The teenaged Vev­ers re­put­edly had a poster for the film My Own Pri­vate Idaho in his bed­room. Later he paid an­nual vis­its to the United States. He and a friend, trav­el­ling by train, would ex­plore the coun­try. His vi­sion of the US was painted in large mea­sure by his ad­ven­tures there, by Amer­i­can movies and mu­sic, such as the out­put of the Beastie Boys. “A lot of Amer­i­can ref­er­ences that I grew up with, like most peo­ple, I saw the­mon films or through mu­sic,” Vev­ers says.

“Coach is about cel­e­brat­ing the ev­ery­day. It’s very down-to-earth. That’s why we ref­er­ence things like the sub­way at the Lane Craw­ford pop-up. That’s why we’ve had shows in a scrap yard, in a gas sta­tion and shop cam­paigns on sub­ur­ban streets” STU­ART VEV­ERS

“I’m still very in­spired by Amer­ica when I travel and ex­pe­ri­ence. Things that an Amer­i­can would find ev­ery­day, I still find ex­otic, and I’m ex­cited by the ev­ery­day.”

In the past five sea­sons of Coach 1941 women’s and later men’s shows, Vev­ers has taken in­spi­ra­tion from sources that range from films such as Bad­lands – a 1970s movie, di­rected by Ter­rence Mal­ick, about two young out­laws on the run in the Amer­i­can West – to tele­vi­sion shows such as Lit­tle House on the Prairie; from the mu­sic of Bruce Spring­steen to hip-hop bands.

The Coach 1941 spring 2017 col­lec­tion had a touch of Elvis Pres­ley, with rocker-chic biker jack­ets and shear­ling pieces con­trasted with sheerer, lighter, lace-trimmed dresses. For the 75th an­niver­sary of the brand, Vev­ers built a cap­sule col­lec­tion around the Coach mas­cot, Rexy the di­nosaur. For the pre­sen­ta­tion of the au­tumn 2017 women’s col­lec­tion, a makeshift prairie house was built at the end of the run­way and tum­ble­weed strewn all over the cat­walk. On the men’s run­way, we saw var­sity jack­ets, biker jack­ets and parkas bear­ing slo­gans, the Nasa logo and even a rep­re­sen­ta­tion of the Fisher-Price duck, Dr Doo­dle.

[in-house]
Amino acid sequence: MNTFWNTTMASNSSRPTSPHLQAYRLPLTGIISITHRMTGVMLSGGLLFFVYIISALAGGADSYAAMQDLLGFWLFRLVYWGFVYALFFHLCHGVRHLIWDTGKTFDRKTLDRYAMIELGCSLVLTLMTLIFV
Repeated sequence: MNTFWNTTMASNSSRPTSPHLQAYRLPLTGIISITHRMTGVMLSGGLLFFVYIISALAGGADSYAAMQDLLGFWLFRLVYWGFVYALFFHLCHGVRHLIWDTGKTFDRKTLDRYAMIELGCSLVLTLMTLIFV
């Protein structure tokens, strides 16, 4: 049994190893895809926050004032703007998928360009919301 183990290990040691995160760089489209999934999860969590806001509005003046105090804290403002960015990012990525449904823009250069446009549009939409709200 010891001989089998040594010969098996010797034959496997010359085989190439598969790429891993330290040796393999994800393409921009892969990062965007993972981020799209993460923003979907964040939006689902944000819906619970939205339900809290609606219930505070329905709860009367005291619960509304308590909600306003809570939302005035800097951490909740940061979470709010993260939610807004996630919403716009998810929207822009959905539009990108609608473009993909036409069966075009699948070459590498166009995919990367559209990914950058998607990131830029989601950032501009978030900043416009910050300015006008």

“Coach is about cel­e­brat­ing the ev­ery­day. It’s a very down-to-earth, hon­est and au­then­tic house,” Vev­ers says. “That’s why we ref­er­ence things like the sub­way at the Lane Craw­ford pop-up. That’s why we’ve had shows in a scrap yard, in a gas sta­tion. We’ve had shop cam­paigns on the sub­ur­ban street.”

This fresh take has some won­der­ing whether its old de­sign codes are still rel­e­vant to Coach. “I’d say it’s a mix­ture,” Vev­ers says. “There’s still some­thing in Coach’s her­itage that I re­ally love and want to con­tinue to ex­plore but it’s im­por­tant to plug those pieces and new con­tent. The gloves, the leather, the turn lock: they’re all well-es­tab­lished

Coach icons from the 1940s and 1960s. The new at­ti­tude is, ‘How do I make those things rel­e­vant to to­day?’ ”

Vev­ers looked to the legendary Bon­nie Cashin for in­spi­ra­tion. Cashin was Coach’s first de­signer. In 1941, the com­pany was called Gail Leather Prod­ucts, mak­ing wal­lets and bill­folds. It be­came Coach in the early 1960s, when the own­ers, Miles Cahn and his wife Lil­lian, hired Cashin, then a well-known de­signer of sports­wear, to de­sign a com­pletely new line of bags for them.